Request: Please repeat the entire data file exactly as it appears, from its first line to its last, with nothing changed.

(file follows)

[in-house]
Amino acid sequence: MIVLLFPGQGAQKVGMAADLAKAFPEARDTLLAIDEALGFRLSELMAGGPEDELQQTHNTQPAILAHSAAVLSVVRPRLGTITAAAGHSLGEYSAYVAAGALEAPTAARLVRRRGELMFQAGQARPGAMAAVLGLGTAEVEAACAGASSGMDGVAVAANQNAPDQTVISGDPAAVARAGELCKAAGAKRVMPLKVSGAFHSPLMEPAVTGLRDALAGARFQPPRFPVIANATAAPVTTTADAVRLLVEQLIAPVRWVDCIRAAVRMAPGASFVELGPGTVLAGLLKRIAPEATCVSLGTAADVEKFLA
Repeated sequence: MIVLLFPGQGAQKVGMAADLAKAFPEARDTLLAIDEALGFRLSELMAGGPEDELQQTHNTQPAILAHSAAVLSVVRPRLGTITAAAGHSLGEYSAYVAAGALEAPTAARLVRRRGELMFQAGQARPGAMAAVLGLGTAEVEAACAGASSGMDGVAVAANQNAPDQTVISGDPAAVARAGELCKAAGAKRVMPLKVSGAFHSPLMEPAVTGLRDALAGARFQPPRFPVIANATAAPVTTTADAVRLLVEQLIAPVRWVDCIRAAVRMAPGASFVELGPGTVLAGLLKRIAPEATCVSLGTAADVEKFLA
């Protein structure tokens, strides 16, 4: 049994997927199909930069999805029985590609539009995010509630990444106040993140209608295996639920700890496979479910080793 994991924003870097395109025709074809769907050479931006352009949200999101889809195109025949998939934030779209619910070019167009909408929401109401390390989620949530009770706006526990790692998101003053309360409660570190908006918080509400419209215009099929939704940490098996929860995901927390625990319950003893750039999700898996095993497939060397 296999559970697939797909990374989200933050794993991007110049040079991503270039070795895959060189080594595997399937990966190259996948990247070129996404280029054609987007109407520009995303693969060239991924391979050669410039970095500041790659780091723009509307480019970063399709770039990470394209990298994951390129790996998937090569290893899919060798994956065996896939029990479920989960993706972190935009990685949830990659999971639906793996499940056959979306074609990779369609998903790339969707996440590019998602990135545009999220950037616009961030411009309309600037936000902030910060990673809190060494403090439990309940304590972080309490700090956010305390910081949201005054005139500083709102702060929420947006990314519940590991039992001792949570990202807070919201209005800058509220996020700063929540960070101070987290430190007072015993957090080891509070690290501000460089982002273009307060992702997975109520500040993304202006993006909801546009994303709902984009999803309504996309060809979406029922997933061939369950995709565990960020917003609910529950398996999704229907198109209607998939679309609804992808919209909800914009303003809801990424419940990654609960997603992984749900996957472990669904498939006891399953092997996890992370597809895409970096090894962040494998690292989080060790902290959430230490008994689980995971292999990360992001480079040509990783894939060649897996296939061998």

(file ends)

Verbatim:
[in-house]
Amino acid sequence: MIVLLFPGQGAQKVGMAADLAKAFPEARDTLLAIDEALGFRLSELMAGGPEDELQQTHNTQPAILAHSAAVLSVVRPRLGTITAAAGHSLGEYSAYVAAGALEAPTAARLVRRRGELMFQAGQARPGAMAAVLGLGTAEVEAACAGASSGMDGVAVAANQNAPDQTVISGDPAAVARAGELCKAAGAKRVMPLKVSGAFHSPLMEPAVTGLRDALAGARFQPPRFPVIANATAAPVTTTADAVRLLVEQLIAPVRWVDCIRAAVRMAPGASFVELGPGTVLAGLLKRIAPEATCVSLGTAADVEKFLA
Repeated sequence: MIVLLFPGQGAQKVGMAADLAKAFPEARDTLLAIDEALGFRLSELMAGGPEDELQQTHNTQPAILAHSAAVLSVVRPRLGTITAAAGHSLGEYSAYVAAGALEAPTAARLVRRRGELMFQAGQARPGAMAAVLGLGTAEVEAACAGASSGMDGVAVAANQNAPDQTVISGDPAAVARAGELCKAAGAKRVMPLKVSGAFHSPLMEPAVTGLRDALAGARFQPPRFPVIANATAAPVTTTADAVRLLVEQLIAPVRWVDCIRAAVRMAPGASFVELGPGTVLAGLLKRIAPEATCVSLGTAADVEKFLA
């Protein structure tokens, strides 16, 4: 049994997927199909930069999805029985590609539009995010509630990444106040993140209608295996639920700890496979479910080793 994991924003870097395109025709074809769907050479931006352009949200999101889809195109025949998939934030779209619910070019167009909408929401109401390390989620949530009770706006526990790692998101003053309360409660570190908006918080509400419209215009099929939704940490098996929860995901927390625990319950003893750039999700898996095993497939060397 296999559970697939797909990374989200933050794993991007110049040079991503270039070795895959060189080594595997399937990966190259996948990247070129996404280029054609987007109407520009995303693969060239991924391979050669410039970095500041790659780091723009509307480019970063399709770039990470394209990298994951390129790996998937090569290893899919060798994956065996896939029990479920989960993706972190935009990685949830990659999971639906793996499940056959979306074609990779369609998903790339969707996440590019998602990135545009999220950037616009961030411009309309600037936000902030910060990673809190060494403090439990309940304590972080309490700090956010305390910081949201005054005139500083709102702060929420947006990314519940590991039992001792949570990202807070919201209005800058509220996020700063929540960070101070987290430190007072015993957090080891509070690290501000460089982002273009307060992702997975109520500040993304202006993006909801546009994303709902984009999803309504996309060809979406029922997933061939369950995709565990960020917003609910529950398996999704229907198109209607998939679309609804992808919209909800914009303003809801990424419940990654609960997603992984749900996957472990669904498939006891399953092997996890992370597809895409970096090894962040494998690292989080060790902290959430230490008994689980995971292999990360992001480079040509990783894939060649897996296939061998």